Another Winter of Reefer Discontent

Shipping Industry consultants, Drewry recently hosted a webinar on the question of the reefer cargo shipping market and, specifically the temperature- controlled cargo equipment situation. For all shippers of cargo using deep-sea services and requiring such containers, the 2019-2020 winter season was very difficult with serious equipment shortages and delays in shipping cargo.

In the past year global reefer traffic grew to over 130 million tonnes and current estimates for growth in the period up to 2024 are for this volume to grow at an annual rate of 3.7% to 156million tonnes. This compares to a growth in dry cargo volume of 2.2% a year. In 2019 shipments of Pork grew by 17% in response to the African swine flu epidemic in China, an epidemic that is still in place. Protein exports to Asia grew by 25% while the Banana and many fruit businesses remained very strong.

If any transport business is to be viable the shipment of goods and equipment must be equalized in both directions. In the container business the additional complication is that the vessels carry a mix of cargoes and container equipment and different equipment may serve freight flows in different directions. In the reefer container business, the equipment imbalances are severe with some 80% of containers essentially in the wrong place. Thus, in Asia in 2019 there were over one million 40ft reefer containers that had to be shipped back to countries supplying these markets empty. At the same time, for dry cargo empty containers were in extremely short supply in Asia with many clogging up terminals at destination markets for Asian manufactured goods.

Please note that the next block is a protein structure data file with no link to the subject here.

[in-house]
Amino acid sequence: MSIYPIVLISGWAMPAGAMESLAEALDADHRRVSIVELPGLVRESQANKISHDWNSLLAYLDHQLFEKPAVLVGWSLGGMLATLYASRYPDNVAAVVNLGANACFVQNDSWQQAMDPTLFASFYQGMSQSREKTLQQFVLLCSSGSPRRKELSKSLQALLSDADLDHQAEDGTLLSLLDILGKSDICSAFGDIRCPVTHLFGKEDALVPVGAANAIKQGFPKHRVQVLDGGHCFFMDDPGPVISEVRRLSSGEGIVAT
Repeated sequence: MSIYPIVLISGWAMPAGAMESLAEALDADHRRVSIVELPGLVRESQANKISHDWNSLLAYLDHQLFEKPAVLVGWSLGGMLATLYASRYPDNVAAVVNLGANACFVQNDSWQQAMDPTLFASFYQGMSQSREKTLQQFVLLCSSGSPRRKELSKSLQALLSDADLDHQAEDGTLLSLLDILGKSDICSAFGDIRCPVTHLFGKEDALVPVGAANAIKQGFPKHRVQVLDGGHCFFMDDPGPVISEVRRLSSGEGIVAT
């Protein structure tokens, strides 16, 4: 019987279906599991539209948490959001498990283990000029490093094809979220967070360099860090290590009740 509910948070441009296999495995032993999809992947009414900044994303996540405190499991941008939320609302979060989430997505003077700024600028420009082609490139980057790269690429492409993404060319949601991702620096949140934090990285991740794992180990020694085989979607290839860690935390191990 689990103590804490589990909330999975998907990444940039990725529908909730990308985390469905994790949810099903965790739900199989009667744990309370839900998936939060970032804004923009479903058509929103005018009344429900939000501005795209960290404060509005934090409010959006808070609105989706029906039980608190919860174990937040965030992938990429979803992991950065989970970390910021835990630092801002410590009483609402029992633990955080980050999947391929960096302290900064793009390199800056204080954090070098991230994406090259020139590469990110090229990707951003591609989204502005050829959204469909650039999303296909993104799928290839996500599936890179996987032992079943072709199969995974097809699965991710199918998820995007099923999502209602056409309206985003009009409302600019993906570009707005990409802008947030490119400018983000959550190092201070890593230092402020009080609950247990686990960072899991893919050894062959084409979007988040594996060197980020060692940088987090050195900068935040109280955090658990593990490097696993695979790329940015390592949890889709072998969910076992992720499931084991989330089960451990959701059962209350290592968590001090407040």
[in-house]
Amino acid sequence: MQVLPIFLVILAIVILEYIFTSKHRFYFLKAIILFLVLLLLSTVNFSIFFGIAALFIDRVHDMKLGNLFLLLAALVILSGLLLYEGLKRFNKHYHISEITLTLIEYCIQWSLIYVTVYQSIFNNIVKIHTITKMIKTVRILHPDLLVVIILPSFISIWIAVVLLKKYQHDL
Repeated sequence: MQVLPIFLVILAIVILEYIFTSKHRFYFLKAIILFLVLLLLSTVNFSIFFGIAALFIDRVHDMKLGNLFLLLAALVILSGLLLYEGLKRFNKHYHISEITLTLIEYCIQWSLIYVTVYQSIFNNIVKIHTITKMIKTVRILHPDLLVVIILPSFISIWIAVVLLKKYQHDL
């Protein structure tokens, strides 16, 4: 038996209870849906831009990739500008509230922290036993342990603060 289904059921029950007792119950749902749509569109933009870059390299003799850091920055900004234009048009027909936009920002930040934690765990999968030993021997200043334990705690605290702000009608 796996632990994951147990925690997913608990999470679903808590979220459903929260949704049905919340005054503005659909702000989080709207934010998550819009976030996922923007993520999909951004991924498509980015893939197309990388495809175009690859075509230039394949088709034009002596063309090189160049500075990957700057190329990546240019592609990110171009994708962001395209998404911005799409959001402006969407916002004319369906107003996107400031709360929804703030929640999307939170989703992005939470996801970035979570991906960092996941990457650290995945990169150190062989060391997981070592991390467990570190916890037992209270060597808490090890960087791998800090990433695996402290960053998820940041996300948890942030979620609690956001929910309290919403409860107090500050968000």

On the Europe / Asia shipping lanes, particularly since the end of the Chinese COVID-19 shutdown, exports from there to Europe and, indeed to the US, have been very strong winning the Shipping Lines high rates and encouraging them to ship as many dry boxes as possible. This has meant that the available space on board ship to take empty reefer boxes has become very limited. Exporters in Europe and elsewhere have had to fight very hard to secure capacity and paid significant premiums. Add to this the fact that the departments within the major shipping lines that are responsible for their reefer container business are unable to secure the speed of equipment turnaround that will make their business profitable.

Is there any relief in sight? The shipping lines and the container leasing companies are ordering some 5% more new containers from the Chinese manufacturers each year. A number of these are replacing older units which may fall below current technical standards but many of the new ones are “smart” containers with built-in IT capability that enables their continuous monitoring. The focus here is both on location and status of the cargo as well as signaling the need for preventative maintenance in real time, thus ensuring that the container remains in use.

From the perspective of Irish exporters of product requiring shipment in temperature-controlled containers, the essential thing is to make firm commitments with the carrier well in advance of the required shipment date and to keep a dialogue with them on any changes in requirements. It remains likely that, over the winter months Shipping Lines will continue to “blank” sailings leading to further delays in delivery of cargo.

There is every reason to believe that the equipment situation will remain very tight and may become a factor in exporters and, indeed, importers seeking to near-source their markets and product sources.